What Is Lube?

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Lube (short for “personal lubricant”) is a liquid or gel used to reduce friction and irritation during sexual activity. Lube can be useful during most any type of sex, including penis-in-vagina penetration, anal sex, sex toy play with or without a partner, and masturbation. While many people produce their own natural lubricant, it’s not always enough, and the addition of lube can make sex more enjoyable.

Humans have been using personal lubricants for centuries, as long ago as 350 BCE, when olive oil was the lube of choice.Manufactured lube hit the market in 1919 with the introduction of KY Jelly, which was originally created to be a surgical lubricant. 

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Types of Lube

There are many types of lube, which fall into thee broad categories.

  • Water-based: Safe to use with condoms and sex toys, easy to clean, and gentle on skin, but may not last as long as other types of lube
  • Silicone-based: Safe to use with condoms, but unsafe to use in conjunction with silicone sex toys or diaphragms; less sticky and but lasts longer than water-based lube
  • Oil-based: Unsafe to use with condoms or sex toys, as oil can break down latex and interfere with the effectiveness of condoms. Oil-based lube, such as coconut oil or petroleum jelly, can be used for some sex involving skin-to-skin contact.

How It Works

Lube works by reducing friction during sex, making vaginal and anal penetration and masturbation (either alone or with a partner) easier, more enjoyable, and less likely to cause irritation. Though once considered a product for women in menopause to counter vaginal dryness resulting from decreased levels of estrogen, lube has become widely accepted and encouraged for sexual use at all ages. 

Lube is especially helpful in conjunction with condom use, since it reduces friction, and therefore the risk of breakage that may result in an unplanned pregnancy or sexually transmitted infection. It's even recommended for use with pre-lubricated condoms, since it allows partners to control the degree of slipperiness and adjust it to their preferred level of comfort.

When using lube along with external (previously referred to as “male”) condoms, apply it to the outside of the condom—not directly on the shaft of the penis. With internal (formerly referred to as a “female”) condoms, you may want to apply lube both inside and outside the condom for greater comfort, regardless of whether it is pre-lubricated.


In general, lube is considered a low-risk product. However, there is research to suggest lube with high osmolality (the concentration of particles and minerals in a liquid) might damage the top layer of vaginal and anal tissues. Any time tissue is torn or damaged during sex, the risk of transmission of a sexually transmitted infection, including HIV, increases.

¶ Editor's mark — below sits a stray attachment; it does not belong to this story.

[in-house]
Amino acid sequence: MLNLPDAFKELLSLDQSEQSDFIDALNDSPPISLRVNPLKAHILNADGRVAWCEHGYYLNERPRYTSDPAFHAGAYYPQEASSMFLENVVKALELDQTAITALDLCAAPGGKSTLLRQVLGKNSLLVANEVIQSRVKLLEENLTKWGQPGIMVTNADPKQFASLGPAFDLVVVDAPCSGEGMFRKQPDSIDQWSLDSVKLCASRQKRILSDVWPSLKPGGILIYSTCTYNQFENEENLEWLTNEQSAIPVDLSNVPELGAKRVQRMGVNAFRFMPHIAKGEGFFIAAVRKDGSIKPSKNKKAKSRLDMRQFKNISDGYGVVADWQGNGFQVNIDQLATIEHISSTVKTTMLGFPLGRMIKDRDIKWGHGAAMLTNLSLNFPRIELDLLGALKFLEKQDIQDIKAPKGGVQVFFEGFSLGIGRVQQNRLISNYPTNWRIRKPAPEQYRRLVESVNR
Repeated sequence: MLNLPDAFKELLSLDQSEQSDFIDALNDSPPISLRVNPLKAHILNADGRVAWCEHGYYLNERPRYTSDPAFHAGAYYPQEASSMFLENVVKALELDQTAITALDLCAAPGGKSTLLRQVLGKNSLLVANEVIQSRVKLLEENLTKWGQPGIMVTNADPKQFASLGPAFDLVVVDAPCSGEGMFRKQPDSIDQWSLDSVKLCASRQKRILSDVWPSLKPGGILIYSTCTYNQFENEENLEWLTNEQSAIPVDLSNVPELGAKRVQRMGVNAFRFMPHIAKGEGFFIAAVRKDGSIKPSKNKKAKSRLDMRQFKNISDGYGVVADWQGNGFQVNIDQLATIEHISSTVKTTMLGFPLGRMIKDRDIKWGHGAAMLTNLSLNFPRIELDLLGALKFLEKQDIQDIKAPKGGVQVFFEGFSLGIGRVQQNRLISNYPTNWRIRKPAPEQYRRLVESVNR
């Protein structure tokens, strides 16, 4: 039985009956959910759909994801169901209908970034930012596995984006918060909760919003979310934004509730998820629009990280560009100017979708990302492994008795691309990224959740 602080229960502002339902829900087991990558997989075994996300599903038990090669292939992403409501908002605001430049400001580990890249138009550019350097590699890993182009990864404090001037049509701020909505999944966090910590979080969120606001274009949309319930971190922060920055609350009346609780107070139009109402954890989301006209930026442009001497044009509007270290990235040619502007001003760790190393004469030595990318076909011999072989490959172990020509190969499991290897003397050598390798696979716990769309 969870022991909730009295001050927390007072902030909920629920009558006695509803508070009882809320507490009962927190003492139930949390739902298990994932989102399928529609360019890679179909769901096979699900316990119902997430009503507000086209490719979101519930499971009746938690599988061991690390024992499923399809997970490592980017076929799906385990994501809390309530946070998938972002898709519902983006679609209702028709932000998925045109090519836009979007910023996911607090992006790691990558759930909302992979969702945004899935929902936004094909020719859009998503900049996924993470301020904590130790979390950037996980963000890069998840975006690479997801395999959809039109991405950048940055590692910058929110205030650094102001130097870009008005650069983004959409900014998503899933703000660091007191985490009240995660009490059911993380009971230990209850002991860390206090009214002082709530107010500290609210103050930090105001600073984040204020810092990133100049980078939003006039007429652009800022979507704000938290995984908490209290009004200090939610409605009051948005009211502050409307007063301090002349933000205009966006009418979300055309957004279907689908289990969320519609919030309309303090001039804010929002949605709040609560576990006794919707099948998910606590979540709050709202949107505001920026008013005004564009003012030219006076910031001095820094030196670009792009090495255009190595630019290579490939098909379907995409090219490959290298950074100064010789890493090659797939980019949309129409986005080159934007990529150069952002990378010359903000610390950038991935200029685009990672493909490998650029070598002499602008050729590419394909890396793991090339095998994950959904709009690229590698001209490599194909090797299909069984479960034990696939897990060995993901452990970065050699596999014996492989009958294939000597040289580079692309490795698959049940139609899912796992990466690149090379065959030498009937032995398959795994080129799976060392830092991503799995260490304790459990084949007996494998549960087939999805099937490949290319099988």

At the same time, lube can help to prevent tears in skin by reducing friction and rubbing. There are also certain lubricants that are considered fertility-friendly for couples trying to conceive, such as Pre-Seed. For most people, the benefits of using lube outweigh any potential risk.

A Word From VeryWell

Despite being widely available in pharmacies and big-box stores, there is some confusion about lube, ranging from thinking it’s only for women in menopause to the idea that there’s something wrong with someone who's unable to get "wet enough” during sex on their own. Instead, think of lube as something that not only makes sex more enjoyable and comfortable, but also safer.

9 Sources
Verywell Health uses only high-quality sources, including peer-reviewed studies, to support the facts within our articles. Read our editorial process to learn more about how we fact-check and keep our content accurate, reliable, and trustworthy.
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  2. History of K-Y® Brand Jellies & Lubricants | Johnson & Johnson Our Story. K-Y® Brand Lubricant.

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  4. Mount Sinai Adolescent Health Center. You asked it: Can you use lube with condoms?

  5. Laughlin-Tommaso S. Vaginal dryness after menopause: How to treat it? Mayo Clinic.

  6. Cornell Health. Condoms and lubricants.

  7. Begay O, Jean-Pierre N, Abraham CJ, et al. Identification of personal lubricants that can cause rectal epithelial cell damage and enhance hiv type 1 replication in vitro. AIDS Research and Human Retroviruses. 2011;27(9):1019-1024. doi:10.1089/aid.2010.0252

  8. Use and procurement of additional lubricants for male and female condoms: WHO/UNFPA/FHI360 Advisory note. World Health Organization.

  9. Mowat A, Newton C, Boothroyd C, Demmers K, Fleming S. The effects of vaginal lubricants on sperm function: An in vitro analysis. J Assist Reprod Genet. 2014 Mar;31(3):333-9. doi: 10.1007/s10815-013-0168-x